Drug dependence was assessed using the Texas Christian University Drug Screen II (TCUDS II).14 Questions were asked about the use of various drugs during the previous 12 months (the category of alcohol was excluded from the TCUDS since it was covered by the AUDIT). Values of 3 or greater indicate relatively severe drug-related problems and correspond approximately to a drug dependence diagnosis. Participants testing positive for either the alcohol or drug screeners were provided with appropriate referrals for follow-up substance abuse care as necessary. "Sex with men in the previous 12 months" was assessed based on an affirmative response to reporting having given or received oral or anal sex with another man.
Participants were also asked the following question: "During the time that you have been a day laborer in California, has a man propositioned you for sex while you were seeking work or after you had been hired to work?" If an individual responded in the affirmative to this question, he was then asked a series of other questions. These questions inquired about the number of times that they had been propositioned, how often they had engaged in sex after being propositioned (always, usually, sometimes and never), how often payment for sex had been involved, the reasons for having accepted payment, the types of sexual activities that had been involved (active or passive oral sex and active or passive anal sex) and how often a condom had been used in these occasions (always, usually, sometimes or never).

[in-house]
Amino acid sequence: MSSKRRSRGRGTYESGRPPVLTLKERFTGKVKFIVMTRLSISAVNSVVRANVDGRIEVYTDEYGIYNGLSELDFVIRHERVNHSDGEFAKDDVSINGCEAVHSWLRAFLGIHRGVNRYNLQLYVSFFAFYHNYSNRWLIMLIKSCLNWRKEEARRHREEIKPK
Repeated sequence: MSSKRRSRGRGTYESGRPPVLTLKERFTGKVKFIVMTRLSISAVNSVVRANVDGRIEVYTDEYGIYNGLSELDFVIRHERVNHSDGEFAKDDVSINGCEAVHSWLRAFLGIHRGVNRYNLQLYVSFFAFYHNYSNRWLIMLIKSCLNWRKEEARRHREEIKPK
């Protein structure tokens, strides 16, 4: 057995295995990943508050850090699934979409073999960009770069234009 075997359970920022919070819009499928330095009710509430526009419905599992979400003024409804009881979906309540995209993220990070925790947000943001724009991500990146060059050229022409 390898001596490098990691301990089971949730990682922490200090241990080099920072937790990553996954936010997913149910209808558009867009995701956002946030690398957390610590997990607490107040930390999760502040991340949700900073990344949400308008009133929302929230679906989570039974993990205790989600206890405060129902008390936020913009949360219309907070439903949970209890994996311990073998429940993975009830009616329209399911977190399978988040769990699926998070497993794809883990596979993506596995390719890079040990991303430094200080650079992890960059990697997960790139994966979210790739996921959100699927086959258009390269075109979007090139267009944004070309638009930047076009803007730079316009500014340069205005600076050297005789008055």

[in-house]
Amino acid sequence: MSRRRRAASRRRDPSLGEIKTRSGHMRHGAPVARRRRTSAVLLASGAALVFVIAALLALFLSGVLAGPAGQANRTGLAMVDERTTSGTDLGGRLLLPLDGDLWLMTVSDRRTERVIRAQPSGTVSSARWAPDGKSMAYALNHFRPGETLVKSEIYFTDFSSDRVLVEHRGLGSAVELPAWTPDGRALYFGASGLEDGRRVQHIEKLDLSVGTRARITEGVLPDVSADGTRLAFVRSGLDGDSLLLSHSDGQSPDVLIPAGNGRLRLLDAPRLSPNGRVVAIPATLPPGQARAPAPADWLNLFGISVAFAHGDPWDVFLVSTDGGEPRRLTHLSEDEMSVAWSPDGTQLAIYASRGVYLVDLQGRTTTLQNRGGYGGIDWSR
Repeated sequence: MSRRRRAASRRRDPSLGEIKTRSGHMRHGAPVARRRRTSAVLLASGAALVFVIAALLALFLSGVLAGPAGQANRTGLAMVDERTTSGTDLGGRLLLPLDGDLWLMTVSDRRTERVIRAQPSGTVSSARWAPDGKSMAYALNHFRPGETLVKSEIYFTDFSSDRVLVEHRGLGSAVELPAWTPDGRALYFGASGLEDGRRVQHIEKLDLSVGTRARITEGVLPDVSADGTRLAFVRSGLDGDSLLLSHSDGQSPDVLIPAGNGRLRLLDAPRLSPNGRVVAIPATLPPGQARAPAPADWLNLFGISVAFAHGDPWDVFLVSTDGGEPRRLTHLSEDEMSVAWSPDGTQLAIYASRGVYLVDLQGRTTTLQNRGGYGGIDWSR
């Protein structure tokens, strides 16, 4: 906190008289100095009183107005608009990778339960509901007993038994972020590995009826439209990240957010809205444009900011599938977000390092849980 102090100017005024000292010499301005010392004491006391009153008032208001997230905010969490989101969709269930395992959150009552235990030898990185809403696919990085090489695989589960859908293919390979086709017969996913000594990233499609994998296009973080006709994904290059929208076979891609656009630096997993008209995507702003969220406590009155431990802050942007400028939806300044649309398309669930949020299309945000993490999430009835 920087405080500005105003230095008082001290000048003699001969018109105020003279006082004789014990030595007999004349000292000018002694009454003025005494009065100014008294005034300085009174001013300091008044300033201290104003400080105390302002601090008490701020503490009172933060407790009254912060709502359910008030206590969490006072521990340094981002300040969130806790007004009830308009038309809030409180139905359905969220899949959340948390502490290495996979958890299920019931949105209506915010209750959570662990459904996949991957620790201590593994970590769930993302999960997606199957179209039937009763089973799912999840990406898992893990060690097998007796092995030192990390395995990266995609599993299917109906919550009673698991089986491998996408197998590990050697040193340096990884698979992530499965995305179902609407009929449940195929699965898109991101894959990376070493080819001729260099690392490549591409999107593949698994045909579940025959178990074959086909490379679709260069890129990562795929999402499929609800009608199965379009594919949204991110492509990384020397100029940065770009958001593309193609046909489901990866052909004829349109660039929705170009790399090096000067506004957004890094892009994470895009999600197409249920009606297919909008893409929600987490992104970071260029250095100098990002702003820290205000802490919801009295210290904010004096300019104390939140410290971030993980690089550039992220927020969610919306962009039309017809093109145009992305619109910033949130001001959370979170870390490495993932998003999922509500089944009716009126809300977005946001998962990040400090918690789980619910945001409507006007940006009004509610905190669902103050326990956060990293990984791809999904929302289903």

Descriptive statistics were obtained on all the study variables. In addition, bivariate and multivariate logistic regressions were used to determine the association of independent variables with the likelihoods of being approached for sex and also of having sex after being solicited by another man. The multivariate models included the variables that were significant at the bivariate level at p < 0.25 following the recommendations of Hosmer & Lemeshow.15 Variables that were correlated with others were omitted from the final multivariate models: the choice between these variables was determined by the strength of their association with the outcome variables at the bivariate level. Due to space limitations, the results of the bivariate models are not reported. All tests were conducted using Stata 6.0 (College Station, TX: Stata Corporation, 1999).